1. What is the power threat-meaning framework?
The Power Threat Meaning Framework is an alternative framework to psychiatric diagnosis, authored by Dr Lucy Johnstone and Professor Mary Boyle.
2. When was it developed?
The Power Threat Meaning Framework was published in January 2018, following the Division of Clinical Psychology (DCP) discussion to shift the paradigm from functional psychiatric diagnosis. This decision was made in the context of ongoing conceptual and empirical difficulties, such as the lack of biomarkers, to reliably provide diagnoses.
Contributors included professionals, service users and carers.
3. What are the aims of the power threat-meaning framework?
The aim of this framework is to situate difficulties within the context of psychological and social factors.
4. What does the power threat-meaning framework look like?
This meta-framework looks at patterns and unusual experiences in the context of the power dynamics at play within an individual’s system, the threats that such power dynamics exhibit, and the meaning an individual attributes to this threat. The subsequent ‘presenting difficulties’ are then viewed as threat responses.
The framework is not specific to any one model or intervention, but is to be viewed as adaptable to any.
5. Which are the areas to explore?
- What has happened to you? (Power dynamics present).
- How did it affect you? (The type of threat posed).
- What sense did you make of it? (Meaning making).
- What did you do to survive? (Type of threat responses the individual is using).
- Additional: What are you strengths? (Access to resources).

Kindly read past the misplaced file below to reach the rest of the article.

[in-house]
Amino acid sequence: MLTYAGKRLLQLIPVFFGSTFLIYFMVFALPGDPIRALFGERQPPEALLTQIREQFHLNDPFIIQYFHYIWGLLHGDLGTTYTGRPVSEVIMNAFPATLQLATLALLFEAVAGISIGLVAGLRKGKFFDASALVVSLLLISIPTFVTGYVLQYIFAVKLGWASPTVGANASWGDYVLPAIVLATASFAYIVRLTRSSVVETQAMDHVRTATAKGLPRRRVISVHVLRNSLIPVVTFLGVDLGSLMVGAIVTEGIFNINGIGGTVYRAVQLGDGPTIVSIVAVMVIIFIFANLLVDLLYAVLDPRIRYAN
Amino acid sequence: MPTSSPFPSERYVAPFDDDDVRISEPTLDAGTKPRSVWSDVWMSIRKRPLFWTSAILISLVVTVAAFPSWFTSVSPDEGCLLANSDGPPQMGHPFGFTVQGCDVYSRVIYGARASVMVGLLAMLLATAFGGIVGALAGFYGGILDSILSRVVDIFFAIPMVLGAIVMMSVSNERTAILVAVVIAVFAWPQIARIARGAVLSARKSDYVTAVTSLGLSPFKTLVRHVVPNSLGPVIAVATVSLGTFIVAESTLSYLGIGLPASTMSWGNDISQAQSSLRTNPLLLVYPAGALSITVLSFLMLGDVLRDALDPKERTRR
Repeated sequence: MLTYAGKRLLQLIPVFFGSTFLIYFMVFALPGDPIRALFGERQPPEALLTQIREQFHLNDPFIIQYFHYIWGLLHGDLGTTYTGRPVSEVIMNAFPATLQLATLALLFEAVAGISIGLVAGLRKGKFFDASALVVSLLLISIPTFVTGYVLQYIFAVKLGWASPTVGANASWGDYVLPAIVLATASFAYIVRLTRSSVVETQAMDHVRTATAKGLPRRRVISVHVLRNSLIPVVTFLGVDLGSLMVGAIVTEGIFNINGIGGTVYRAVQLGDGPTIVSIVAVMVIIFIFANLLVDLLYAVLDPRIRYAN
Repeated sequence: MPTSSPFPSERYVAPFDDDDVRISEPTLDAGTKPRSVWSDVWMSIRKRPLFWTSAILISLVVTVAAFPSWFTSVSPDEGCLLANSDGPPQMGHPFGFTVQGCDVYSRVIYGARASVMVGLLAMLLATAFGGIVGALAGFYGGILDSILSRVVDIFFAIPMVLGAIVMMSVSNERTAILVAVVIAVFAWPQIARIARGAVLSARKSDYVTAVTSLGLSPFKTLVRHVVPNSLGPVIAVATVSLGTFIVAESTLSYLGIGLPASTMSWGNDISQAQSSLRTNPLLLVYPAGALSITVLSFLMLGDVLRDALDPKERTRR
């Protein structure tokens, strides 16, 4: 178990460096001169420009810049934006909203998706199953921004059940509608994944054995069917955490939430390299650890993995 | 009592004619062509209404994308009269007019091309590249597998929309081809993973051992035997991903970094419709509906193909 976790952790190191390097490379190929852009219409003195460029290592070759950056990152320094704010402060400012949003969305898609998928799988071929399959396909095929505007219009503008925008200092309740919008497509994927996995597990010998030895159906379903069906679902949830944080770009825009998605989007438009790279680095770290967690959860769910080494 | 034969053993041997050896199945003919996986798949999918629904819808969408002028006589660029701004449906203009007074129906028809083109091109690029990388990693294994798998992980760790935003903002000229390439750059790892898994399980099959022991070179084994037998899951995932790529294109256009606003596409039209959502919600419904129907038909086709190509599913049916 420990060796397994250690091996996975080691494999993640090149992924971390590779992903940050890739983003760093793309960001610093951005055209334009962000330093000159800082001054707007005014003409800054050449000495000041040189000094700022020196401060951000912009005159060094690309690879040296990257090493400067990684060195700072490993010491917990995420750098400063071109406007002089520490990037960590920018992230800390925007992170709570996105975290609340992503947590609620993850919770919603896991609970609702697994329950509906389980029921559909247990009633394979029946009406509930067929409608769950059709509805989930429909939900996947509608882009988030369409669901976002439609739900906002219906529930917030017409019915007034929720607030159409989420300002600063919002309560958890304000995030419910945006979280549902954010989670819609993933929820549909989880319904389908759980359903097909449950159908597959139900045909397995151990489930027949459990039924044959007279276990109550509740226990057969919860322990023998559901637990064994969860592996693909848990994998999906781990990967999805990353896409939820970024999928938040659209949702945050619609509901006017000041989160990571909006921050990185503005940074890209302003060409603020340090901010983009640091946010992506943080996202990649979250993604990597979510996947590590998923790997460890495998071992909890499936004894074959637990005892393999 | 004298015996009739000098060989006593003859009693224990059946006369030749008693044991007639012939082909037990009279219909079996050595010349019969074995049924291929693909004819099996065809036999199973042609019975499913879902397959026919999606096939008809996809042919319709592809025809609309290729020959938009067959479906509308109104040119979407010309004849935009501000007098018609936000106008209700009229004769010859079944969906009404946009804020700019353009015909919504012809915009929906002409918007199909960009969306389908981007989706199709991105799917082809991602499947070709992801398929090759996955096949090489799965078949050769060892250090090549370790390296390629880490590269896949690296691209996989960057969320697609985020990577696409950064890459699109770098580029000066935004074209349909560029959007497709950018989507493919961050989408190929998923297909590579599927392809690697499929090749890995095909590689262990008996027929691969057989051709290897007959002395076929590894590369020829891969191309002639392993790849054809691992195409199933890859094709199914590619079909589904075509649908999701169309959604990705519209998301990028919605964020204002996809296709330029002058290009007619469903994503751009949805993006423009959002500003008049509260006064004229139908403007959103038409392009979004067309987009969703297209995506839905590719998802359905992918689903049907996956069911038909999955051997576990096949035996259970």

- What is your story? (Opportunity to create own narrative).
6. What are the benefits of the power threat-meaning framework?
- Allows for individualized understanding of current difficulties and distress, based on the particular cultural context, understanding and perceptions of the situations and behavioural responses.
- Moving away from a problem-saturated view of the person (what is ‘wrong’ with you) towards viewing the current difficulty as understandable within the whole context.
- Lack of pathologising responses, as they can be understood and viewed within the particular context. This removes the lens of viewing responses as ‘bizarre’ or invalid.
- Removes judgment of seeing responses as ‘good’ or ‘bad’, but rather as attempts to survive, based on human instinct to seek support and protection in the context of the resources available to them.
- Provides an explanation of why current distress or difficulties have occurred while validating the distress.
- Promotion of social action by looking at the link between distress and social injustices.
- Understanding distress at community and cultural levels, not just at the individual level.
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